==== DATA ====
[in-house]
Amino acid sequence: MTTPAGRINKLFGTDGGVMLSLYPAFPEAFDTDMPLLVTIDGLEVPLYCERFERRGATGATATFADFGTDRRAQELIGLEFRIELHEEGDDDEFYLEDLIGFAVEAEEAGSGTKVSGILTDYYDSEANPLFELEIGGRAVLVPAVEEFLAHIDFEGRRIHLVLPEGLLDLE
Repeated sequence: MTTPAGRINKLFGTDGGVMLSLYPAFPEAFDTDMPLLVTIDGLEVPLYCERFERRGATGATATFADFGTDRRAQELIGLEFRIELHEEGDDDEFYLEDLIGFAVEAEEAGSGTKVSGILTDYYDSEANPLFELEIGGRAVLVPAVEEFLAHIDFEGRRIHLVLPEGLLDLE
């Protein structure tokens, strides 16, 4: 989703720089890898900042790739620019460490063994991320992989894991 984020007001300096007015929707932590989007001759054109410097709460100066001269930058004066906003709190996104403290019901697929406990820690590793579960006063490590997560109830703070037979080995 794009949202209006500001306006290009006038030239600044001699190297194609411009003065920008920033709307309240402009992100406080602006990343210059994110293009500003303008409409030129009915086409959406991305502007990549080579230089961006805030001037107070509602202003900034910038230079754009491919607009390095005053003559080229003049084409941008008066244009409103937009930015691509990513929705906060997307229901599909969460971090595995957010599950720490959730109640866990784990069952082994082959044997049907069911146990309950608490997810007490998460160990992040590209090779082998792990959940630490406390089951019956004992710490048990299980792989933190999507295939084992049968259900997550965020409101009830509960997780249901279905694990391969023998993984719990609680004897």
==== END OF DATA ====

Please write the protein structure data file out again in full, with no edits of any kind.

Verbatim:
[in-house]
Amino acid sequence: MTTPAGRINKLFGTDGGVMLSLYPAFPEAFDTDMPLLVTIDGLEVPLYCERFERRGATGATATFADFGTDRRAQELIGLEFRIELHEEGDDDEFYLEDLIGFAVEAEEAGSGTKVSGILTDYYDSEANPLFELEIGGRAVLVPAVEEFLAHIDFEGRRIHLVLPEGLLDLE
Repeated sequence: MTTPAGRINKLFGTDGGVMLSLYPAFPEAFDTDMPLLVTIDGLEVPLYCERFERRGATGATATFADFGTDRRAQELIGLEFRIELHEEGDDDEFYLEDLIGFAVEAEEAGSGTKVSGILTDYYDSEANPLFELEIGGRAVLVPAVEEFLAHIDFEGRRIHLVLPEGLLDLE
């Protein structure tokens, strides 16, 4: 989703720089890898900042790739620019460490063994991320992989894991 984020007001300096007015929707932590989007001759054109410097709460100066001269930058004066906003709190996104403290019901697929406990820690590793579960006063490590997560109830703070037979080995 794009949202209006500001306006290009006038030239600044001699190297194609411009003065920008920033709307309240402009992100406080602006990343210059994110293009500003303008409409030129009915086409959406991305502007990549080579230089961006805030001037107070509602202003900034910038230079754009491919607009390095005053003559080229003049084409941008008066244009409103937009930015691509990513929705906060997307229901599909969460971090595995957010599950720490959730109640866990784990069952082994082959044997049907069911146990309950608490997810007490998460160990992040590209090779082998792990959940630490406390089951019956004992710490048990299980792989933190999507295939084992049968259900997550965020409101009830509960997780249901279905694990391969023998993984719990609680004897």